Penetrating Abdomino-Thoracic Injuries: Report of Four Impressive, Spectacular and Representative Cases as Well as Their Challenging Surgical Management
Gunshot wounds are rare events in European countries, but stab and impalement injuries occur more frequently and are often spectacular.
The aim of the study was to describe several types of penetrating abdomino-thoracic injuries as well as the appropriate surgical interventions, including complex wound management.
Material and methods. The representative case series includes four patients with abdomino-thoracic penetrating trauma (two impalements and two stabbings), who were treated in a surgical university hospital (tertiary) centre during a 12-month period.
Results. 1. A man was impaled on a steel pipe, which entered the body above the right kidney and behind the liver through the mediastinum via the right thorax, passing the heart and aortic arch up to the left clavicle. The rod was removed via sternotomy and median laparotomy. Only the left subclavian vein required repair. Postoperatively, a residual lesion of the left brachial plexus caused temporary pneumonia. 2. A leg of a collapsing chair drilled into a woman's left foramen obturatorium and exited the body at the right anterior iliac spine. At a regional hospital, the chair leg was removed and the canal caused by gluteal penetration was excised. Exploratory laparotomy revealed peritonitis resulting from a perforated ileum. The injury was repaired with segmental resection and anastomosis. Postoperative right inguinal wound necrosis necessitated excision and vacuum-assisted closure sealing. The patient has residual paresthesia in her left leg resulting from a sacral plexus lesion. 3. During an altercation, a man was stabbed twice in the right thorax. The right pulmonary lobe, the diaphragm, and the liver dome between segment VIII and V were injured. The patient also had a large scalp avulsion at the left and right parietooccipital site and transection of the biceps muscle at the middle third of the right humerus. The chest injuries, approached via right subcostal incision and right anterior thoracotomy were managed with liver packing (two towels, removed after 2 days), suture of the diaphragm, and pleural drainage. 4. A man was stabbed in the left thorax, resulting in pneumothorax and lesions of the diaphragm and left third of the transversal colon, and the neck, resulting in lesions of the pharynx and internal jugular vein. These injuries were approached with left thoracic drainage and suture of the colon and diaphragm lesions. Subsequent right thoracotomy was required to treat right pleural empyema caused by bronchopneumonia as a consequence of blunt thoracic trauma. In addition, the patient required relaparotomy to drain an abscess within the Douglas space and Billroth II gastric resection to control recurrent Forrest-Ia bleeding.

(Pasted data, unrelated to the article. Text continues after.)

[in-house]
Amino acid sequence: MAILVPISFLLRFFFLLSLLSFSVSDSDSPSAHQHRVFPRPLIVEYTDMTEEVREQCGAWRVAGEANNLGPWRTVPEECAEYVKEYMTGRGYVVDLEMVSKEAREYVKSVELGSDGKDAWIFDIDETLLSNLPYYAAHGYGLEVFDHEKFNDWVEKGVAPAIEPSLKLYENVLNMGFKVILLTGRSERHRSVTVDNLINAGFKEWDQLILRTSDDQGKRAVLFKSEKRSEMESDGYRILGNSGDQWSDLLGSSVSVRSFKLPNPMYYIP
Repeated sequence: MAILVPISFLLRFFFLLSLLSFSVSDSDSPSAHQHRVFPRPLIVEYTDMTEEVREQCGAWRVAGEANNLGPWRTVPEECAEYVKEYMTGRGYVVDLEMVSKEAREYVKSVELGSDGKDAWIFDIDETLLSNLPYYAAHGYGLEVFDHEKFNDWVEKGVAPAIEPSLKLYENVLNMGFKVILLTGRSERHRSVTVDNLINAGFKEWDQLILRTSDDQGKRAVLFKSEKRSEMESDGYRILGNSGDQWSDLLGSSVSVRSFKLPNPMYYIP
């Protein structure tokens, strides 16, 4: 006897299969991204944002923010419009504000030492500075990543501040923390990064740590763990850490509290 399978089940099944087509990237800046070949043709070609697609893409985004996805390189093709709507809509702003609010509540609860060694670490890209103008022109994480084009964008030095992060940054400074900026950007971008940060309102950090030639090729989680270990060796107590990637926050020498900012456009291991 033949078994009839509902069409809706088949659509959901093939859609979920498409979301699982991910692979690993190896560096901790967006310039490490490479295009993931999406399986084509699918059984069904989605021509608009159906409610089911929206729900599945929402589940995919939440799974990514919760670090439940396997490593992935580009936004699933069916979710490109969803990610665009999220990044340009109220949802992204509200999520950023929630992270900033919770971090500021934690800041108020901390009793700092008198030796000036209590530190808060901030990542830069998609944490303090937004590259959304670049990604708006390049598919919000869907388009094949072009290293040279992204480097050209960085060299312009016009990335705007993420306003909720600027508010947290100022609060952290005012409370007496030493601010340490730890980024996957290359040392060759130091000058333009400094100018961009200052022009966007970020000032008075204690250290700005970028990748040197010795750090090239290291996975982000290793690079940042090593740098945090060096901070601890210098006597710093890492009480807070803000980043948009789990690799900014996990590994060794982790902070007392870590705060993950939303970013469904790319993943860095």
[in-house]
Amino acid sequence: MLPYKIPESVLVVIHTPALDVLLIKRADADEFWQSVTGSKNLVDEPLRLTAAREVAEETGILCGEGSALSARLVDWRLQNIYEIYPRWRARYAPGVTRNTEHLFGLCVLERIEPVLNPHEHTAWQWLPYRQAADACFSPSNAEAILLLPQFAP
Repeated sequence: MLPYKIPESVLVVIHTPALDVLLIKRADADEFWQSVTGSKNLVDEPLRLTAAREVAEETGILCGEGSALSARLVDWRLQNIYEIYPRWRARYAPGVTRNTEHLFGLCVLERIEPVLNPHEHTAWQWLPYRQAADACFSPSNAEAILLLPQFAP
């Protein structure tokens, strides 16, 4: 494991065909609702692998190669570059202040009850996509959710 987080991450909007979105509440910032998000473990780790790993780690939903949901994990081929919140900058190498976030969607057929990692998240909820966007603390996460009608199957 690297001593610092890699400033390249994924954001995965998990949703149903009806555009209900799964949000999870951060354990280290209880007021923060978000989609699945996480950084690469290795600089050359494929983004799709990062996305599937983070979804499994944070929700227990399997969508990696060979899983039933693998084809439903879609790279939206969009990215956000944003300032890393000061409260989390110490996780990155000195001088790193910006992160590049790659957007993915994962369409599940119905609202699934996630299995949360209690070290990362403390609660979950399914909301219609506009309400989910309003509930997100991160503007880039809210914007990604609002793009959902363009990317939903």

Conclusions. Penetrating abdomino-thoracic injuries demand immediate life-saving measures, transfer to a trauma centre, appropriate resuscitative care, prompt diagnosis, and surgical intervention by an interdisciplinary team of abdominal, vascular, and cardiac surgeons. If these measures are provided, outcomes are maximized, mortality is minimized, and permanent damage can be avoided.